Clicking with technology
Thursday, February 15, 2007/
Who can tell me what technology I need, and give me that information in a format I can understand?
BlackBerry or crackberry? Some people love them could not run their businesses without them; others think they are a total intrusion.
The point is, how do small businesses find out what technology would best suit them. If we believe that true productivity gains are going to come through technology, where are we going to find out what we need? Who can we trust to give us the best advice?
We went through a stage of at least once a week having a communications retailer calling us to say that they could get us on a “better deal”. Better deals don’t work for me if the technology does not work. I want a supplier who will work with me strategically.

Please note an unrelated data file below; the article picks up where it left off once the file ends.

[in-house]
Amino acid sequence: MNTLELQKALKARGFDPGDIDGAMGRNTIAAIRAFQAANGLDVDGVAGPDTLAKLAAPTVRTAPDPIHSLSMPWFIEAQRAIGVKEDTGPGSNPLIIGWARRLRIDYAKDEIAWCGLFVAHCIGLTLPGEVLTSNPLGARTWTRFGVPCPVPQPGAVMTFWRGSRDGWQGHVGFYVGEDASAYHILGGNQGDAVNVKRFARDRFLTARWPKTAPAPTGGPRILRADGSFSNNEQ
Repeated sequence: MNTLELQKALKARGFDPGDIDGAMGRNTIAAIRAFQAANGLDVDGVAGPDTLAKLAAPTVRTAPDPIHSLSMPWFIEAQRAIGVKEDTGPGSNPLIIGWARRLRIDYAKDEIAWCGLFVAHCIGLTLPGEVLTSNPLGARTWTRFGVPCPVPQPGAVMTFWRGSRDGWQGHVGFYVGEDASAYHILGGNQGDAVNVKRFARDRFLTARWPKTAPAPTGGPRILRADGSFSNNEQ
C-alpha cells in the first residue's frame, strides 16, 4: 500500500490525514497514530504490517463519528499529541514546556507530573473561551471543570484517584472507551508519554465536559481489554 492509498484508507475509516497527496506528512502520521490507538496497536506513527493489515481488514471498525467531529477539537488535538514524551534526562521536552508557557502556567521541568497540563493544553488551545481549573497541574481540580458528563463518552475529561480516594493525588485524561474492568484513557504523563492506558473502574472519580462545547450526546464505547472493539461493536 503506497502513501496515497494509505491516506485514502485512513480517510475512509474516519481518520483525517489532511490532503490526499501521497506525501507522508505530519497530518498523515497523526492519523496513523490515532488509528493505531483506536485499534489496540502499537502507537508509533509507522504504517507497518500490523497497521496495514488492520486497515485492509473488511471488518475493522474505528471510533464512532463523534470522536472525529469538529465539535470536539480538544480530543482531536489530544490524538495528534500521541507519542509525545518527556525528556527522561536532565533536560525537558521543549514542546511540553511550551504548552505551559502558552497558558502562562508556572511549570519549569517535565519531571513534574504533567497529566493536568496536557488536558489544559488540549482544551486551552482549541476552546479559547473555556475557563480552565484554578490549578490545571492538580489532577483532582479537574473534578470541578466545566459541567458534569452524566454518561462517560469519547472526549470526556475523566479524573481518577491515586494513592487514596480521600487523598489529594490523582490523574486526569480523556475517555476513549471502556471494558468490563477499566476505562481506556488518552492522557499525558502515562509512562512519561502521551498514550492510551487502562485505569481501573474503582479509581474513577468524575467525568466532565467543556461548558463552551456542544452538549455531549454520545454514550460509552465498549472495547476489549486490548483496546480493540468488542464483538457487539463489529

I heard of a business with more than 100 employees and the finance guy decided to save some dollars so he had some phone lines cut off (he didn’t think they were used). The phone lines were critical to the company’s connectivity. It ended up having no internet connection for more than a week (in December). What did that cost?
Everyone has a different opinion about what is best. And technology now covers such a broad spectrum – from phones, to computers, the internet, networking, hand-held devices and data management. Sales people are there to make a sale (good on them, that is their job) they are not necessarily educators. Is it that you have to be a technology wiz to be successful and innovate.
I am fortunate to have some fantastic technology people both within the company and on call. But I still I want to know more about how the technology landscape will look in two years’ time (let alone five) Where will that information come from – vendors or consultants? And whoever supplies the information, can they do so in a format that I can understand?
I’m sure I’m not alone in wanting clearer information about technology, and I see this as critical to Australia’s competitiveness.